The effect of this proposed legislation will be that in future those suspected of having committed certain specified terrorist offences in Northern Ireland but who have escaped to the Republic can be tried in the Republic, and those similarly suspected of such crimes in the Republic who have escaped to the North can be tried in Northern Ireland. The existence of the legislation should in itself deter those who commit such crimes in one part of Ireland from seeking refuge in the other part. It will remain open to both Governments to continue to seek extradition whenever they consider it appropriate as a means of dealing with fugitive offenders and, where extradition is sought but not achieved and sufficient evidence is available, prosecution will be undertaken by the authorities of the part of Ireland in which the alleged offender is.

The two Governments have agreed that there will be the closest co-operation between the police forces in the investigation of offences.

My right hon. and learned Friend the Attorney-General and the Irish Attorney-General have agreed that there will need to be the closest co-operation between the two Attorneys-General and their staff in conducting prosecutions based primarily or wholly on evidence obtained in the other jurisdiction and that this presents no difficulties which cannot and will not be overcome.

The two Governments have also agreed to accept the proposals in the report that special security arrangements should be made to encourage witnesses to travel into the other jurisdiction to give evidence, and to include in their respective legislation provisions to enable, in cases where witnesses are unwilling to travel, evidence to be taken on commission in the presence of the court, and of the accused if he wishes, in the way in which the commission recommended.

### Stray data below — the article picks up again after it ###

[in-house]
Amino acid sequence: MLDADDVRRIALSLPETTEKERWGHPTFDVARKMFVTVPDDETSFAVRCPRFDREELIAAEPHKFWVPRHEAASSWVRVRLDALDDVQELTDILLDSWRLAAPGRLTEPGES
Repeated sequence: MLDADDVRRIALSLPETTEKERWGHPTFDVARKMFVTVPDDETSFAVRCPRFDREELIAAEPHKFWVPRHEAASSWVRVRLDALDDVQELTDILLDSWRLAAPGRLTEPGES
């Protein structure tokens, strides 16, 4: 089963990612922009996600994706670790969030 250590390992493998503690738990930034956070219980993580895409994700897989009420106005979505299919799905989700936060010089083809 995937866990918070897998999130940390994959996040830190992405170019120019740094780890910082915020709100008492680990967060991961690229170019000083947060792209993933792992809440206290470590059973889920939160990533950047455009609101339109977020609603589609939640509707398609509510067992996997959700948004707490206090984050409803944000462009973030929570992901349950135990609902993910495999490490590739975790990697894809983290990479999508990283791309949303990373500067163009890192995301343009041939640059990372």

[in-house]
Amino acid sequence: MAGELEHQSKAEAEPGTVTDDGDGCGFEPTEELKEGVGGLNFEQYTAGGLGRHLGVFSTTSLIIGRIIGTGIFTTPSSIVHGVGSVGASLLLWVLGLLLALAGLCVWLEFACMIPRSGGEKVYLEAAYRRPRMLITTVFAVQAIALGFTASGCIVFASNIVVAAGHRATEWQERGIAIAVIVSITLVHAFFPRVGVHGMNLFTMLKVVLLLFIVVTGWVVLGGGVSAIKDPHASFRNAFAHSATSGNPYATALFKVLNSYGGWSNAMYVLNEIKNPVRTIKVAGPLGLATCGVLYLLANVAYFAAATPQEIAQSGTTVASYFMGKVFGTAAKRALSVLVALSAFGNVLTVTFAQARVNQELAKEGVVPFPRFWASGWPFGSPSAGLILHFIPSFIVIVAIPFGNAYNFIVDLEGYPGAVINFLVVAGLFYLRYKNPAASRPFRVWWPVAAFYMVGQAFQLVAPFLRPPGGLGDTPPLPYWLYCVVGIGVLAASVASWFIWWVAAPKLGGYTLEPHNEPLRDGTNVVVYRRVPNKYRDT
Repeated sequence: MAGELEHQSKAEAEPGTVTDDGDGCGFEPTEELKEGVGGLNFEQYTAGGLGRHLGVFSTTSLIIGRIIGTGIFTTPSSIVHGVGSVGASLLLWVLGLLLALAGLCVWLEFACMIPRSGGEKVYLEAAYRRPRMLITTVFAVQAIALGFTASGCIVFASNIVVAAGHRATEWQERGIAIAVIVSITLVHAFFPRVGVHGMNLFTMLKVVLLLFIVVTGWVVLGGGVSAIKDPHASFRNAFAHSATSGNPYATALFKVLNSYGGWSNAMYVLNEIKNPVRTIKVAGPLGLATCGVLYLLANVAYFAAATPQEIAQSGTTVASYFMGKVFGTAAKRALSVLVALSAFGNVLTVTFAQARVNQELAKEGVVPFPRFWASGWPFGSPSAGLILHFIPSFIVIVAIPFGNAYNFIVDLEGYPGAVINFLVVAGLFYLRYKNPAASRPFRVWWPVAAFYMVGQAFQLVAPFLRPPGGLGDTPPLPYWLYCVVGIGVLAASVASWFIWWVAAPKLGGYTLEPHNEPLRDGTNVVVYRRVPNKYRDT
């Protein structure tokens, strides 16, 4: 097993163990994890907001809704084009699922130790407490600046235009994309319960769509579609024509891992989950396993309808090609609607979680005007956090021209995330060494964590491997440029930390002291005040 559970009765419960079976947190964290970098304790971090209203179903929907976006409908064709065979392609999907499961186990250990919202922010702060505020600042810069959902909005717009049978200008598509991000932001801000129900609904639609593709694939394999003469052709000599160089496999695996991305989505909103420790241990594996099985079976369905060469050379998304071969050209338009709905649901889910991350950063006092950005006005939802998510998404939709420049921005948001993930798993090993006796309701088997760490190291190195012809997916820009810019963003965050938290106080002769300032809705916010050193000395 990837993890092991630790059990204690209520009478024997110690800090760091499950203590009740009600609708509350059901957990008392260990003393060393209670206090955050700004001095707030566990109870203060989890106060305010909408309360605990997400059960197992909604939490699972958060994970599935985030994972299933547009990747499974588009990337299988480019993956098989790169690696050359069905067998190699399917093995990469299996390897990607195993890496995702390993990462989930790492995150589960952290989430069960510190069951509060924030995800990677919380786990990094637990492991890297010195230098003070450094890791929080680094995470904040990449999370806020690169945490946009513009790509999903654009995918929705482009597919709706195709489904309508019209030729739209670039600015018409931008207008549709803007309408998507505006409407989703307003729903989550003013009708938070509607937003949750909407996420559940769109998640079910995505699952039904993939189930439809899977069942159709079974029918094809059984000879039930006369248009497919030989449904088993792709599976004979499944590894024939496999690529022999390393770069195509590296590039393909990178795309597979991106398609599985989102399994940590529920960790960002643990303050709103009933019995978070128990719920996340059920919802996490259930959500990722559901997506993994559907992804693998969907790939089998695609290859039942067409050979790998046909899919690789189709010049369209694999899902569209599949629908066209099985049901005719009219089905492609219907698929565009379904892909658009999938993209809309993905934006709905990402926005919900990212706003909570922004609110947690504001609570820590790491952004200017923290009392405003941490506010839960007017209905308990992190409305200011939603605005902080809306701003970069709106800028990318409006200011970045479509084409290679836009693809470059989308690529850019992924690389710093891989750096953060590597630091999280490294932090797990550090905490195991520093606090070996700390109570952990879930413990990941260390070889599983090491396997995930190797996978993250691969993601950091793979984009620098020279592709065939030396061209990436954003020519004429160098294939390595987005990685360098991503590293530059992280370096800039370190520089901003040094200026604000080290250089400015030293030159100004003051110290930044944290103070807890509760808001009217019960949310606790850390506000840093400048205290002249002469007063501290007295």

I am confident that the agreement 1 have announced today will be an important contribution towards bringing to trial those responsible for terrorism in Ireland. Equally important, however, is the prevention of acts of terrorism and the apprehension of those who are responsible. Both Governments believe that there is scope for improving border security to deter terrorists from exploiting the border and to increase the prospects of catching those who do, and I shall very shortly be meeting Mr. Coeney, the Irish Minister for Justice, to discuss what can be done to improve further the existing co-operation between the security forces on both sides of the border.

The tragic strike, which affects the life and welfare of every ordinary man and woman in Northern Ireland, must be in the forefront of all our minds. But this must not deter us from proceeding with measures which offer the best hope for the future of Northern Ireland and to which I have referred in the statement.

Mr. Pym